As youth vaping rises, teens cite the allure of tricks
By Jilian Mincer
NEW YORK (Reuters) - On a recent morning, Roger Tarazon and several friends gathered a few blocks from their Queens, New York high school. Some smoked traditional cigarettes, but Tarazon and a few others puffed on electronic vaping devices.
“Sometimes I use it to relax,” the 18-year-old senior said of the device. He also uses it to perform tricks with the vapor, blowing smoke rings or creating funnels of smoke that look like miniature tornadoes.
“I don’t do it to show off,” he said. “I just do them because I’m bored.”
Tarazon’s embrace of such tricks reflects a growing trend among U.S. teenagers, whose use of e-cigarettes tripled in the last year alone. New research provided to Reuters has found that performing tricks is one of the top two reasons young users say they consider the devices cool.
Public health officials have warned for several years of the attraction of flavored nicotine liquid to teens and tweens, and have urged regulators to ban them. Consumers have a wide range of flavor choices, including menthol, single-malt scotch, cappuccino and pomegranate.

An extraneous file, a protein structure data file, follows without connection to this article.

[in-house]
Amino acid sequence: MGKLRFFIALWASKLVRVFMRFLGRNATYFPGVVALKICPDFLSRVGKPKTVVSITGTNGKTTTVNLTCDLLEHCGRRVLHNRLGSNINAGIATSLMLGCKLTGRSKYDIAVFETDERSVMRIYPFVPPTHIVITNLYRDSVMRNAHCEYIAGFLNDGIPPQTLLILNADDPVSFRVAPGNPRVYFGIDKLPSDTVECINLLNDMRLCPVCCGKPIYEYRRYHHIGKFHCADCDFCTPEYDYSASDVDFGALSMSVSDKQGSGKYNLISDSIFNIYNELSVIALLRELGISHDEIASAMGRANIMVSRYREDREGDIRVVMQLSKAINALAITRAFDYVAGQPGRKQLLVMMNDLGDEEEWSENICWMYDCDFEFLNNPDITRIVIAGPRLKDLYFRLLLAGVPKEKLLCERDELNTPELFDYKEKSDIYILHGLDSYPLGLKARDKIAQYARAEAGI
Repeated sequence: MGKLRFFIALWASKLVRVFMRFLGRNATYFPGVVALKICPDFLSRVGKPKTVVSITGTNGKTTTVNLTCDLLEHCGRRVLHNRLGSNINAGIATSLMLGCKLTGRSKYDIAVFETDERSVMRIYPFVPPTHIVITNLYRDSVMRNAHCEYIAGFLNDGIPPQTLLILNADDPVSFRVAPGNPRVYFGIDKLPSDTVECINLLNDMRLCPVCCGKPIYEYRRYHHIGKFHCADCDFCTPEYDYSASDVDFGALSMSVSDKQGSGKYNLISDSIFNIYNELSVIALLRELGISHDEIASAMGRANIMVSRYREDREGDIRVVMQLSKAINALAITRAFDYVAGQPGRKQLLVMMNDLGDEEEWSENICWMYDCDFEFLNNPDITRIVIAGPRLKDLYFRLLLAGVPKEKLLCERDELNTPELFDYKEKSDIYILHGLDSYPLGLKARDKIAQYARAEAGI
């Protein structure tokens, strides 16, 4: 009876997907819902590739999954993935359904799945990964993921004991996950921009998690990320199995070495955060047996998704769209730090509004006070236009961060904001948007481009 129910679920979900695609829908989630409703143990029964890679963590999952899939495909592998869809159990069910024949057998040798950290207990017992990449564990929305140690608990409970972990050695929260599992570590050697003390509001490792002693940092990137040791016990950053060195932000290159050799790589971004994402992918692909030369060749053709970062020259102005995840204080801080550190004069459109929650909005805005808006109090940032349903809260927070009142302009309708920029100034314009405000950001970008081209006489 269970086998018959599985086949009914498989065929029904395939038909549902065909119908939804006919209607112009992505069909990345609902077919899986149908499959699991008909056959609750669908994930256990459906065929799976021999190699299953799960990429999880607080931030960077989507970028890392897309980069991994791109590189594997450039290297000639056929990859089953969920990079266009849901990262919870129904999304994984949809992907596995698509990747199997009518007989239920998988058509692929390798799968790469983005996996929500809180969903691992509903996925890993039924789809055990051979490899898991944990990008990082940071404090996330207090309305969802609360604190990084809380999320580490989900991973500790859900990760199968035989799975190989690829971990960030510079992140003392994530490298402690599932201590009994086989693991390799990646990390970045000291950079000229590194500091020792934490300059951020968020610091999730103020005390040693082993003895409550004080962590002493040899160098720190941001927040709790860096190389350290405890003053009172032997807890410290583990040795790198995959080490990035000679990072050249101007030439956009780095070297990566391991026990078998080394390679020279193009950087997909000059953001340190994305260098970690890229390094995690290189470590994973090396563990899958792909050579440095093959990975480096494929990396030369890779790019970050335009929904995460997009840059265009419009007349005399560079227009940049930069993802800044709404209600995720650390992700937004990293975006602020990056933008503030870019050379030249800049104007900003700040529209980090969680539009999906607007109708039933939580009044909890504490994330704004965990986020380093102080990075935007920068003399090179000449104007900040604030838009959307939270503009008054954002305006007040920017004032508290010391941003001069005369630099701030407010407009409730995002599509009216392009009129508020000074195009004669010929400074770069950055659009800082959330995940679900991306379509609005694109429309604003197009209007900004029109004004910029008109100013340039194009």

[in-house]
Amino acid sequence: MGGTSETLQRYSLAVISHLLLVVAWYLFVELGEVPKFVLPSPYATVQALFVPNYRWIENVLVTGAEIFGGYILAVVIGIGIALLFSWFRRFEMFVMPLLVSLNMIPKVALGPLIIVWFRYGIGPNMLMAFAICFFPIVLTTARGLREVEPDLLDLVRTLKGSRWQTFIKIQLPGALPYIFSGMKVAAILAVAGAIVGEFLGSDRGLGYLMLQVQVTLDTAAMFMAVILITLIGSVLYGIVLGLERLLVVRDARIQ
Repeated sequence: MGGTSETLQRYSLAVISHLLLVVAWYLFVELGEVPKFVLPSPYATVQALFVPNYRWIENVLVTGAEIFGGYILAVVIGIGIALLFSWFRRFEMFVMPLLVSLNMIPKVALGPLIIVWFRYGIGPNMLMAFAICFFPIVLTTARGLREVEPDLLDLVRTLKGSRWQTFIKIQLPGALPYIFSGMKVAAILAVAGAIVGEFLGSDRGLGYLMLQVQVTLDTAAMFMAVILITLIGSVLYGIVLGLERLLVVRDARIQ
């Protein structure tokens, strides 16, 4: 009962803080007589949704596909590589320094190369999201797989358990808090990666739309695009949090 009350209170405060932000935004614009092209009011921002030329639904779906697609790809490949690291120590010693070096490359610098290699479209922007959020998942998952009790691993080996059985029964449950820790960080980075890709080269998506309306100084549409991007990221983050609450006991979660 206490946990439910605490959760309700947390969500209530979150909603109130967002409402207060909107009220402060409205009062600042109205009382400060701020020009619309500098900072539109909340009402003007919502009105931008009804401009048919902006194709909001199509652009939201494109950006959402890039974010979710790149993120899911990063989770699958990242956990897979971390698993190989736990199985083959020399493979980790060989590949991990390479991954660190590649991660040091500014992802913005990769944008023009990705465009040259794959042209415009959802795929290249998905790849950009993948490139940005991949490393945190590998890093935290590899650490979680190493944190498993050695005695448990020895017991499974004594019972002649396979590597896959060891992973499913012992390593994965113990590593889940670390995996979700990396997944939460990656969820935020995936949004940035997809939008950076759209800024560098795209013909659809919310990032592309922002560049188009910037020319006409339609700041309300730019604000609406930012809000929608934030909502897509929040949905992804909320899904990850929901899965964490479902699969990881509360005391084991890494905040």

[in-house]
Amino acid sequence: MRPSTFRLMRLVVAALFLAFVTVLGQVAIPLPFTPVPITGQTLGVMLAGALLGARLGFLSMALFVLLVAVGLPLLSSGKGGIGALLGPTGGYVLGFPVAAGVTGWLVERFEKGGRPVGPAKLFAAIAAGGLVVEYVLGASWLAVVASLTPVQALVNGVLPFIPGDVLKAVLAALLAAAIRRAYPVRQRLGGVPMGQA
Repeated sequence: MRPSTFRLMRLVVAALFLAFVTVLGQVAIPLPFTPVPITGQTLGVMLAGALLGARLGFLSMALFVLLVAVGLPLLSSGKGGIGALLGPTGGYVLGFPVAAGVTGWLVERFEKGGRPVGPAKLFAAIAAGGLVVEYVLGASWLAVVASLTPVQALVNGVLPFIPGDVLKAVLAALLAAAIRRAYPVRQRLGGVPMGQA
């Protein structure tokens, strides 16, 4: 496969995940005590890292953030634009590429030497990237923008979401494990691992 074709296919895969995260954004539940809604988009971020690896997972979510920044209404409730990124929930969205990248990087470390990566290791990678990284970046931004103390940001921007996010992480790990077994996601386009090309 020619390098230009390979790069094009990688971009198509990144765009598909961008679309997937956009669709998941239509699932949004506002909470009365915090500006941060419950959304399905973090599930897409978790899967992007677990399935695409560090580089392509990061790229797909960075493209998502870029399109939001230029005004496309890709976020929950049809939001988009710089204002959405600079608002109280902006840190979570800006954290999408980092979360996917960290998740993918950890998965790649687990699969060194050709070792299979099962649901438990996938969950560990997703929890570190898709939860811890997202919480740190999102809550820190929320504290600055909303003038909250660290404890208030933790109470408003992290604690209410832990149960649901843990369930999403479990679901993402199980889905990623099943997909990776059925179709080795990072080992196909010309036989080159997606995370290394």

But the role of tricks in enticing young people to use e-cigarettes has not previously been explored. Now researchers are asking whether they could help hook a new generation who otherwise would not have used nicotine.
"We expected the flavors were attractive," said Suchitra Krishnan-Sarin, a psychiatry professor at the Yale School of Medicine. “But smoke tricks were a surprise to us.”
Krishnan-Sarin and her team, with funding from the National Institutes of Health, asked 5,400 Connecticut teens to identify what they found "cool about e-cigarettes?" Continued...